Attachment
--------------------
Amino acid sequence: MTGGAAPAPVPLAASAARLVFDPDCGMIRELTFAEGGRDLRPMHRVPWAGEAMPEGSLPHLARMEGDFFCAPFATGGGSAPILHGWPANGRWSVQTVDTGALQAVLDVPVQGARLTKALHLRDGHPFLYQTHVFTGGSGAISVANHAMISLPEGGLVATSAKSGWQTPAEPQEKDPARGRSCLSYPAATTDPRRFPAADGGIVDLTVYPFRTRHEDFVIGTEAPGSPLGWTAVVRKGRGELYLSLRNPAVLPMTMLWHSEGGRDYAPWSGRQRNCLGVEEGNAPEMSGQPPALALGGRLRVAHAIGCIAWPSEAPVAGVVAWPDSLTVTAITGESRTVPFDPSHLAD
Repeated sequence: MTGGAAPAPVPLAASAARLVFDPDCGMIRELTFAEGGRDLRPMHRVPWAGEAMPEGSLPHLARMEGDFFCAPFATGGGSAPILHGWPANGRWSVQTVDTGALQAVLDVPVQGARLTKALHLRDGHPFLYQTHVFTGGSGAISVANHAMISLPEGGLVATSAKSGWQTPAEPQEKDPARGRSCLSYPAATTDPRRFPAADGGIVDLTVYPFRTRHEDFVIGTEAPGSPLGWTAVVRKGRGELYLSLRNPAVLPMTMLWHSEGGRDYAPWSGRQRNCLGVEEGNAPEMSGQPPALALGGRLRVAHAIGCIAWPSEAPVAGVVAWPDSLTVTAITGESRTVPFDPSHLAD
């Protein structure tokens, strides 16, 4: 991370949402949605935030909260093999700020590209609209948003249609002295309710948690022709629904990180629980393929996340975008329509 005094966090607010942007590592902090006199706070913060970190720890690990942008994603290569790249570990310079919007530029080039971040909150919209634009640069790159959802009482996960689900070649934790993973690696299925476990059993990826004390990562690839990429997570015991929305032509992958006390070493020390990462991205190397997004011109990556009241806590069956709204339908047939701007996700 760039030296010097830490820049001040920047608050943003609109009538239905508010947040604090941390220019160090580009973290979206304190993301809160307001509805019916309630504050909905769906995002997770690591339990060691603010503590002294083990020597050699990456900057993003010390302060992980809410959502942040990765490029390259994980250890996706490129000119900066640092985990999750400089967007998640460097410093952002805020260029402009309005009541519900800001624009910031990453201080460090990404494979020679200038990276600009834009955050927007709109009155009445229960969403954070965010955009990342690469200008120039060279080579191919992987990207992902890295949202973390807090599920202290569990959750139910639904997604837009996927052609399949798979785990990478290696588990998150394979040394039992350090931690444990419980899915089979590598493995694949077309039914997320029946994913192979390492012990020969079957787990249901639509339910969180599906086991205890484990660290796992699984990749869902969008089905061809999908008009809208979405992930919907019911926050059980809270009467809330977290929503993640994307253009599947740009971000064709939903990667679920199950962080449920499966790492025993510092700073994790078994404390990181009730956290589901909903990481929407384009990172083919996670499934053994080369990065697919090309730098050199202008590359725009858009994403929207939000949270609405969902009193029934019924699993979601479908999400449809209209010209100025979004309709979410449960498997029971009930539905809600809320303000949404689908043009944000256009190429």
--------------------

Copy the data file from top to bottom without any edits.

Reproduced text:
Amino acid sequence: MTGGAAPAPVPLAASAARLVFDPDCGMIRELTFAEGGRDLRPMHRVPWAGEAMPEGSLPHLARMEGDFFCAPFATGGGSAPILHGWPANGRWSVQTVDTGALQAVLDVPVQGARLTKALHLRDGHPFLYQTHVFTGGSGAISVANHAMISLPEGGLVATSAKSGWQTPAEPQEKDPARGRSCLSYPAATTDPRRFPAADGGIVDLTVYPFRTRHEDFVIGTEAPGSPLGWTAVVRKGRGELYLSLRNPAVLPMTMLWHSEGGRDYAPWSGRQRNCLGVEEGNAPEMSGQPPALALGGRLRVAHAIGCIAWPSEAPVAGVVAWPDSLTVTAITGESRTVPFDPSHLAD
Repeated sequence: MTGGAAPAPVPLAASAARLVFDPDCGMIRELTFAEGGRDLRPMHRVPWAGEAMPEGSLPHLARMEGDFFCAPFATGGGSAPILHGWPANGRWSVQTVDTGALQAVLDVPVQGARLTKALHLRDGHPFLYQTHVFTGGSGAISVANHAMISLPEGGLVATSAKSGWQTPAEPQEKDPARGRSCLSYPAATTDPRRFPAADGGIVDLTVYPFRTRHEDFVIGTEAPGSPLGWTAVVRKGRGELYLSLRNPAVLPMTMLWHSEGGRDYAPWSGRQRNCLGVEEGNAPEMSGQPPALALGGRLRVAHAIGCIAWPSEAPVAGVVAWPDSLTVTAITGESRTVPFDPSHLAD
């Protein structure tokens, strides 16, 4: 991370949402949605935030909260093999700020590209609209948003249609002295309710948690022709629904990180629980393929996340975008329509 005094966090607010942007590592902090006199706070913060970190720890690990942008994603290569790249570990310079919007530029080039971040909150919209634009640069790159959802009482996960689900070649934790993973690696299925476990059993990826004390990562690839990429997570015991929305032509992958006390070493020390990462991205190397997004011109990556009241806590069956709204339908047939701007996700 760039030296010097830490820049001040920047608050943003609109009538239905508010947040604090941390220019160090580009973290979206304190993301809160307001509805019916309630504050909905769906995002997770690591339990060691603010503590002294083990020597050699990456900057993003010390302060992980809410959502942040990765490029390259994980250890996706490129000119900066640092985990999750400089967007998640460097410093952002805020260029402009309005009541519900800001624009910031990453201080460090990404494979020679200038990276600009834009955050927007709109009155009445229960969403954070965010955009990342690469200008120039060279080579191919992987990207992902890295949202973390807090599920202290569990959750139910639904997604837009996927052609399949798979785990990478290696588990998150394979040394039992350090931690444990419980899915089979590598493995694949077309039914997320029946994913192979390492012990020969079957787990249901639509339910969180599906086991205890484990660290796992699984990749869902969008089905061809999908008009809208979405992930919907019911926050059980809270009467809330977290929503993640994307253009599947740009971000064709939903990667679920199950962080449920499966790492025993510092700073994790078994404390990181009730956290589901909903990481929407384009990172083919996670499934053994080369990065697919090309730098050199202008590359725009858009994403929207939000949270609405969902009193029934019924699993979601479908999400449809209209010209100025979004309709979410449960498997029971009930539905809600809320303000949404689908043009944000256009190429």